well in the view of the world, win r on
to display their gifts or their acquire
ments; and they think this claustral
home, this uuexeiting family of which
they form n part, unworthy of their
effort*. And yet in reality tlie art of
living well at home, and of making the
family life n success, is ju-t n* great
in it* wav, if ted *> important in it* nj>
parent only apparent results, a*
the flnest shiule* of diplomacy and the
largest trniiHrtetiona of business. All
*<*rt* of talents, both moral and intel
lectual, are wnnted for the ta*k; ami it
seems slightly irrational to de*|ii*c a*
futile qualities which • few of n are
strong enough to possess, or to rate
them as Ixwioath the regard of high
minded people, when not one in a hun
dred has wit enough to employ them
to A satisfactory issue.
I,using a Hot Without ltettlng.
A Hangor fruit dealer has been paying
a bet recently, with the making of which
he had nothing to do. A couple of well
known gentlemen stepped in one after
noon, and beginning to eat oranges, in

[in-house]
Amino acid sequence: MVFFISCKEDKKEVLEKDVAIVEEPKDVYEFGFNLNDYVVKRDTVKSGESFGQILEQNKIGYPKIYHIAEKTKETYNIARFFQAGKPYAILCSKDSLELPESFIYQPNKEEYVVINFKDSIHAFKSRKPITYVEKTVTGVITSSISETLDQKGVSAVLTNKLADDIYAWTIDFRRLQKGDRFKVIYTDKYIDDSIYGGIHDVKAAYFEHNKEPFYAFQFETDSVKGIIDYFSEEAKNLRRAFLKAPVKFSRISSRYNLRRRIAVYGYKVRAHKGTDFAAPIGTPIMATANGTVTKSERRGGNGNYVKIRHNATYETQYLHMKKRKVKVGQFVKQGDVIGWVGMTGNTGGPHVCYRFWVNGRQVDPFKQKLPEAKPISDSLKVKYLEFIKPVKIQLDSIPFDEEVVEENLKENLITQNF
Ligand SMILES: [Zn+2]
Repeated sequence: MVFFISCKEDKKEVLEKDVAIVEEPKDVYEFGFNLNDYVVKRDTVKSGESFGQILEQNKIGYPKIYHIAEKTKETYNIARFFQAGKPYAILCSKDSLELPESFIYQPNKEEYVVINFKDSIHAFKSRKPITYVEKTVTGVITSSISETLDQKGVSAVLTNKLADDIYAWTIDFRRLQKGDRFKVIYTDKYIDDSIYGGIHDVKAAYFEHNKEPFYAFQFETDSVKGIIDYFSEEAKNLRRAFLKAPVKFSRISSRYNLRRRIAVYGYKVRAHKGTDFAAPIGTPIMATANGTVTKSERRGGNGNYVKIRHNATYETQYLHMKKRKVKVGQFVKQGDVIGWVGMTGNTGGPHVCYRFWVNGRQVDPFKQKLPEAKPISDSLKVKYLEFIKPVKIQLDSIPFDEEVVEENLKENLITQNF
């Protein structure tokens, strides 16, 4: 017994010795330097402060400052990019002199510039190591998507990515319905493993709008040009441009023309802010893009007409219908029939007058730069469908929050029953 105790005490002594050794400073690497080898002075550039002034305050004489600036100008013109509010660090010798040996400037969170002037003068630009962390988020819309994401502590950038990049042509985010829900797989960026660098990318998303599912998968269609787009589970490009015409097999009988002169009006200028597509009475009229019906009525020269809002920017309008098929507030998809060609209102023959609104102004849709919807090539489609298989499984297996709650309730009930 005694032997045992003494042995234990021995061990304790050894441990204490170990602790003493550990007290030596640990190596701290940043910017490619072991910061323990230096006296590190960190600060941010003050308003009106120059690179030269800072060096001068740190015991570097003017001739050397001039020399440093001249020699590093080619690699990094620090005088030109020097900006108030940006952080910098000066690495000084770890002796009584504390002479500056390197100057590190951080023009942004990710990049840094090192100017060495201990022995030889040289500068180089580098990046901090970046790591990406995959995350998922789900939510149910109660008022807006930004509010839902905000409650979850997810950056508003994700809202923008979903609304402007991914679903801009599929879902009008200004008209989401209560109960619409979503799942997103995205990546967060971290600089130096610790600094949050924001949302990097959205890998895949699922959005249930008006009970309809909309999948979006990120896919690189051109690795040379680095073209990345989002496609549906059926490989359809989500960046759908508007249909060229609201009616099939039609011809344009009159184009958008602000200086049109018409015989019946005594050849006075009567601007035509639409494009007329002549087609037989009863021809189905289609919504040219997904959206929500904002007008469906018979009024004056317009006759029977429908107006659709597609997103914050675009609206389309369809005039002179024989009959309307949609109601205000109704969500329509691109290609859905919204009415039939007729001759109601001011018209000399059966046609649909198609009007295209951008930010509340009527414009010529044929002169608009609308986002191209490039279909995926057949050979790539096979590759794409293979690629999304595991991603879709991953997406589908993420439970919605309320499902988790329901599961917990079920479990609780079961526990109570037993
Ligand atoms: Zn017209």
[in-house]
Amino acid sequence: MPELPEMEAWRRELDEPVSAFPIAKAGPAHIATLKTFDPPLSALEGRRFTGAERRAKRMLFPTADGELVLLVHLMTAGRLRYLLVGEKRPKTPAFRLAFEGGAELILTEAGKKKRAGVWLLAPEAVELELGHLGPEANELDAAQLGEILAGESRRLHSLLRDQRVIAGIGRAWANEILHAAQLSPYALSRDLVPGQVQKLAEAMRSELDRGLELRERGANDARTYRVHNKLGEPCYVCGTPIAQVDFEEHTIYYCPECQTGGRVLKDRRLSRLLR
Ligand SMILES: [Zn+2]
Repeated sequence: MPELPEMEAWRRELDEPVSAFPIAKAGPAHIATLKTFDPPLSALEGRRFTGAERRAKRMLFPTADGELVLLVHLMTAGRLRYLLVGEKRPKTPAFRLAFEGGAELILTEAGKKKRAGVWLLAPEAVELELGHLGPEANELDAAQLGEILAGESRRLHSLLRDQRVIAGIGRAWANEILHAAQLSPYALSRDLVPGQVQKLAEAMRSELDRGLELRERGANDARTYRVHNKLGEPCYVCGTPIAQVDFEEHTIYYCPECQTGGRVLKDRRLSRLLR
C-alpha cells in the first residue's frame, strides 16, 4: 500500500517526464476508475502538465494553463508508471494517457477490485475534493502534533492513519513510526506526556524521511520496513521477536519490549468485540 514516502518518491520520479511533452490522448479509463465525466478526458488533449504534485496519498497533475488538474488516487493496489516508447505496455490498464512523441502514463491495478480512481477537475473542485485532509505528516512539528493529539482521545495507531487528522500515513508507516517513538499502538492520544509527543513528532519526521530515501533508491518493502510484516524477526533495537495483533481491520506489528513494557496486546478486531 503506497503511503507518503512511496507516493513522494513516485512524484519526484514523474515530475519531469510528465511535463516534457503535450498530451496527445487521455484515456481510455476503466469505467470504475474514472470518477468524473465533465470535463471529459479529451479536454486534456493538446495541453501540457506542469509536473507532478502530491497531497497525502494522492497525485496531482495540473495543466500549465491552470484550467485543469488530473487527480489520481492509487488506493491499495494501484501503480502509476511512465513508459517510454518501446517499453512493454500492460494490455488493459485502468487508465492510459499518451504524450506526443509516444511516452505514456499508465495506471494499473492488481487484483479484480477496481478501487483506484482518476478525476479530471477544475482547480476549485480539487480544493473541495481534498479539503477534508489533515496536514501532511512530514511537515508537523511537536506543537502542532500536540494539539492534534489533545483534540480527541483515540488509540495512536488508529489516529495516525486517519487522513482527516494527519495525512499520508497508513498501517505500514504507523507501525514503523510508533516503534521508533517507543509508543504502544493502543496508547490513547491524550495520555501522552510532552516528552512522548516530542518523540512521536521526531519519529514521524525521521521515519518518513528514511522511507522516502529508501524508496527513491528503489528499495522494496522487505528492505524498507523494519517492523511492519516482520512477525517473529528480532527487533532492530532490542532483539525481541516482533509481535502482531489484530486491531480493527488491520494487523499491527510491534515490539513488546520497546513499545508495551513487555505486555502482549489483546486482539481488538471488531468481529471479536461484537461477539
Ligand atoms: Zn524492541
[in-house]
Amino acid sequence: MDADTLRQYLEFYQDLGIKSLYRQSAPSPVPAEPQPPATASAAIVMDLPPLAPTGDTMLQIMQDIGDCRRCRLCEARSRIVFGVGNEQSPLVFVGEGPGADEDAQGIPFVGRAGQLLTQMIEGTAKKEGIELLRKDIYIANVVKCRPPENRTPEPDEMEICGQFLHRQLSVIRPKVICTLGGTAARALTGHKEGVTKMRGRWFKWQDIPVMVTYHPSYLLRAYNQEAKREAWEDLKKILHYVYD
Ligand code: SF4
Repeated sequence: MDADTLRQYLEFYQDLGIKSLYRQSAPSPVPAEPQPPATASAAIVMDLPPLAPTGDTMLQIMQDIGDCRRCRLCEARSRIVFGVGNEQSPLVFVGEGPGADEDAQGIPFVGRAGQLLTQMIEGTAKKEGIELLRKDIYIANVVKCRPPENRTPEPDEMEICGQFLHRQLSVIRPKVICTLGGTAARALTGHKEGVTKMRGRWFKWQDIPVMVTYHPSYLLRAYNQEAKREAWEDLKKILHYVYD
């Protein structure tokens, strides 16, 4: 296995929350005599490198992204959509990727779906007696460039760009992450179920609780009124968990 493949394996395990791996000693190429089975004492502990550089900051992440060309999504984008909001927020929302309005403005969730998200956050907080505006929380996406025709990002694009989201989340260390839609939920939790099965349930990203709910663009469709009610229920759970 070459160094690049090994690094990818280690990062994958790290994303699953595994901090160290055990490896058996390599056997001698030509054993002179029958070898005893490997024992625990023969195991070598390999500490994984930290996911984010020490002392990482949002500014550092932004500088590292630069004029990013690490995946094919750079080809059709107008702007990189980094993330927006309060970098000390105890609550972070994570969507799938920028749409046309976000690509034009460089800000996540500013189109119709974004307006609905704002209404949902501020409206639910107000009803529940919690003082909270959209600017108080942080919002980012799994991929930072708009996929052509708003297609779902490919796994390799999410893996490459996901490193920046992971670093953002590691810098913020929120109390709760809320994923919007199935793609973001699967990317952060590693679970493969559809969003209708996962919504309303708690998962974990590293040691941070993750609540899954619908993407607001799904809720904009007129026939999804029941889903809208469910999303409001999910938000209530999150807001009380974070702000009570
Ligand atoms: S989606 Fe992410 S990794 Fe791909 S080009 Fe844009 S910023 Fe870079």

formed the proprietor that they had
made a bet 01 the oranges on a certain
question, ami after the bet was decided
the loser would pay for those which they
were eating. To this the dealer in fruits
was agreed, und the customers ate nil
they desired. The next time they were
in the store he inquired which one was
to pay for the oranges. " Don't know
yet," wus the reply; "1 bet that when
I the Brewer bridge is carried away the
' Brewer end will go first, and Smith bet
i the Bangor end will go first." The
oranges were immediately charged to
profit and loss.
\ Ohio has ten Springftelds.
Hated lit a Spider
The following singular M|I from
death of Kooli Hopkins is related by hi*
d-w.-udants, who Vouch for the aocuru- 4 )'
of thw incident: Mr. Hopkins, over
ono hun.ln,l year* ago, resided in
DntolinM muutjr. N.Y. After disjMMung
of hw property he joined the hmtquo
hannu t'oiio.iuiy and went to livo in the
fur tinned Wyoming valley, I'a. The
Indian* from tin- lake* IHvwiie very
troublesome and continued to roam in
lamd* through the while settlements,
ravaging their stock* and crops. One
night a Hidden iuid unexjs-cted at
taek wan iim,ti* ii| m >ii the settlement tv a
large band of infuriated suvages, and
the settlers fled for their live* into the